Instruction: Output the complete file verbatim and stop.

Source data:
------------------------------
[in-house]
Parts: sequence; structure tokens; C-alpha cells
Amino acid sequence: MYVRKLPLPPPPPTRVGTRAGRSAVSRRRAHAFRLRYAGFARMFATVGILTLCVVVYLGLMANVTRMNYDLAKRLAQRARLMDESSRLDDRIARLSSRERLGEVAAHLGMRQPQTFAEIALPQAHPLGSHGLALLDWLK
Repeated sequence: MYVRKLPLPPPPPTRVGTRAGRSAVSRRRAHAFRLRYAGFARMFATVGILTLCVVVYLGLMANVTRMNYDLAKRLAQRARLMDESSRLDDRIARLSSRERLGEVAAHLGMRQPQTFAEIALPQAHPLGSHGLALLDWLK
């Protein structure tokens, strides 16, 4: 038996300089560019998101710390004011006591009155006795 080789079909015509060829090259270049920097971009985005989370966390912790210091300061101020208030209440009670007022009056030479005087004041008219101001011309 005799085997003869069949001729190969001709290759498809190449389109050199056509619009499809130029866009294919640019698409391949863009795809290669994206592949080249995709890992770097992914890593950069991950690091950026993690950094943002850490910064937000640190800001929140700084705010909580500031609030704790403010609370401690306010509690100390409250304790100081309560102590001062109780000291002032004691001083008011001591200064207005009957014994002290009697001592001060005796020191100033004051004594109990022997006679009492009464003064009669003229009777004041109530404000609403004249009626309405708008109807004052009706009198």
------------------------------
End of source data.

[in-house]
Parts: sequence; structure tokens; C-alpha cells
Amino acid sequence: MYVRKLPLPPPPPTRVGTRAGRSAVSRRRAHAFRLRYAGFARMFATVGILTLCVVVYLGLMANVTRMNYDLAKRLAQRARLMDESSRLDDRIARLSSRERLGEVAAHLGMRQPQTFAEIALPQAHPLGSHGLALLDWLK
Repeated sequence: MYVRKLPLPPPPPTRVGTRAGRSAVSRRRAHAFRLRYAGFARMFATVGILTLCVVVYLGLMANVTRMNYDLAKRLAQRARLMDESSRLDDRIARLSSRERLGEVAAHLGMRQPQTFAEIALPQAHPLGSHGLALLDWLK
């Protein structure tokens, strides 16, 4: 038996300089560019998101710390004011006591009155006795 080789079909015509060829090259270049920097971009985005989370966390912790210091300061101020208030209440009670007022009056030479005087004041008219101001011309 005799085997003869069949001729190969001709290759498809190449389109050199056509619009499809130029866009294919640019698409391949863009795809290669994206592949080249995709890992770097992914890593950069991950690091950026993690950094943002850490910064937000640190800001929140700084705010909580500031609030704790403010609370401690306010509690100390409250304790100081309560102590001062109780000291002032004691001083008011001591200064207005009957014994002290009697001592001060005796020191100033004051004594109990022997006679009492009464003064009669003229009777004041109530404000609403004249009626309405708008109807004052009706009198």